John Sculley, the man responsible for firing Steve Jobs in 1985, opened up about his time in Silicon Valley in an interview with Electricpig. Sculley was eventually pushed out of Apple in 1993, but he remains admiring of the current CEO, Jobs.
"The hard part in technology is not figuring out what’s going to happen, the hardest part is finding out when it’s going to happen, and who’s going to make it happen," he said. "Now, we’re in a new era, mobile, and it was launched by one person, Steve Jobs."
In a former era, Sculley got to know both Jobs and Microsoft co-founder Bill Gates. From the beginning, it was clear the two saw the world differently, though both wanted to "change the world."
Jobs' vision of the computer was focused entirely on experience--and still is.
“Steve’s metaphor for it was that the personal computer was going to be the bicycle of the mind," said Sculley. "Steve said ‘No compromise, I want the computer to be the easiest thing you ever used’, and to do that, you had to control the whole experience. If you look at Apple today, it’s still got those same principles.”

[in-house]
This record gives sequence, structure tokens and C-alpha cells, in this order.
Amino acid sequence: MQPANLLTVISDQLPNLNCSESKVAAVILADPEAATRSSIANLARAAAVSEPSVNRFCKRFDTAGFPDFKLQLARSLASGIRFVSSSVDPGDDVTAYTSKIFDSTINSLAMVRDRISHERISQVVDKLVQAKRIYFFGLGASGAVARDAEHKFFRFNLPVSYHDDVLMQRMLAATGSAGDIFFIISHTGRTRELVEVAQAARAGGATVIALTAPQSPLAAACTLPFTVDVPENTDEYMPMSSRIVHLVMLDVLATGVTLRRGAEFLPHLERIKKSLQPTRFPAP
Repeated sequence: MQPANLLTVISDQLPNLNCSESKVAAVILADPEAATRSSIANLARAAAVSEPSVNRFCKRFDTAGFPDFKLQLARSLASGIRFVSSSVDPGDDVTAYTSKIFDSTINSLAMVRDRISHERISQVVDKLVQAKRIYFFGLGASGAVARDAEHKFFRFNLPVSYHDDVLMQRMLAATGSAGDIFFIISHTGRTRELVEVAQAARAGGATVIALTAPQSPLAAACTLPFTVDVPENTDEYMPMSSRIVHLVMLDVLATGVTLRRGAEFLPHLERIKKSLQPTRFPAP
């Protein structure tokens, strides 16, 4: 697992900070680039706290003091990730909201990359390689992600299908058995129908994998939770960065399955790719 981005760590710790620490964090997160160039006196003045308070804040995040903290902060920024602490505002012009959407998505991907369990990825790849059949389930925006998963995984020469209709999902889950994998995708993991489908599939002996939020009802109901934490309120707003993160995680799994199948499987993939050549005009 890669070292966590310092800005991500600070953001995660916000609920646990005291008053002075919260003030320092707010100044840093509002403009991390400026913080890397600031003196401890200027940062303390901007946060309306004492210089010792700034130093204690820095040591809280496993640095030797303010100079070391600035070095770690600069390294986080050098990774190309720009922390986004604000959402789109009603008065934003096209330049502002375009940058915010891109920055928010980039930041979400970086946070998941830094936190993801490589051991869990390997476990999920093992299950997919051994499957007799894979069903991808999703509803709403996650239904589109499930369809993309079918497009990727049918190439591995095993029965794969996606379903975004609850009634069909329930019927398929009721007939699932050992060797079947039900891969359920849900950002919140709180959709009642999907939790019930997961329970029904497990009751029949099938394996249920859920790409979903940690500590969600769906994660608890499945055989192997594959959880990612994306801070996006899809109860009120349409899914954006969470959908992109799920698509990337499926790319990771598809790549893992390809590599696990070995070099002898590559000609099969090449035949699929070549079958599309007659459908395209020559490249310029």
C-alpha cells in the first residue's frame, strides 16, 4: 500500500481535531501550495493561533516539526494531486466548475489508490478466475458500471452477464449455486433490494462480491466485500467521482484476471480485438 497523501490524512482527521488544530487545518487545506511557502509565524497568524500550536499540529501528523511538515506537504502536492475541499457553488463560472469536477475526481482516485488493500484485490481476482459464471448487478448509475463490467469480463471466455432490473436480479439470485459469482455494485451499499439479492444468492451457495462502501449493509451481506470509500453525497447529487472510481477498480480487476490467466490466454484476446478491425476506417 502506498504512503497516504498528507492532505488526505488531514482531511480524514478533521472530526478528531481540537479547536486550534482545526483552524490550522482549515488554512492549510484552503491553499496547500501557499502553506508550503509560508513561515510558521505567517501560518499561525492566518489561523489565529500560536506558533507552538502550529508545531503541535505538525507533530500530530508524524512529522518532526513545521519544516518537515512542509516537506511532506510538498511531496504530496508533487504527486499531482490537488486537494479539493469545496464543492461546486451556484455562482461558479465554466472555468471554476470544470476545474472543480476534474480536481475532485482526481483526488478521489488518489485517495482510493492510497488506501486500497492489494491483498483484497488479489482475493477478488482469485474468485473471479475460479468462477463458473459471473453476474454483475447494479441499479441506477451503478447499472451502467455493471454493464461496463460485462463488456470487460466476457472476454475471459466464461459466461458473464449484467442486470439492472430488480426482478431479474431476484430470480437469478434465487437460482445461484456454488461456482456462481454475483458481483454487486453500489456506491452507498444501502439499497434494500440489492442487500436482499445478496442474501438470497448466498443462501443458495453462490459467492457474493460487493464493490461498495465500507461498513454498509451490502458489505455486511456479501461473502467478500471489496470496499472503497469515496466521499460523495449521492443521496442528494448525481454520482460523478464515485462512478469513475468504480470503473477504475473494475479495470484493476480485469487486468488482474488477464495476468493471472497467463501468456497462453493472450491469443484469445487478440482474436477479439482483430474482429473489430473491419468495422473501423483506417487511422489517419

Sculley said that Gates, on the other hand, was "all about landgrab," creating Microsoft around "shrink wrapped software." Today, Sculley noted, the two companies still have distinct cultures.
Sculley spoke enthusiastically about the digital age, focusing on the rapid pace at which new technologies are embraced by the public.
“It took two years for the iPhone, it took one year for the iPad….there’s never been anything like that," he said. "The speed of adoption in this mobile era is totally unprecedented.”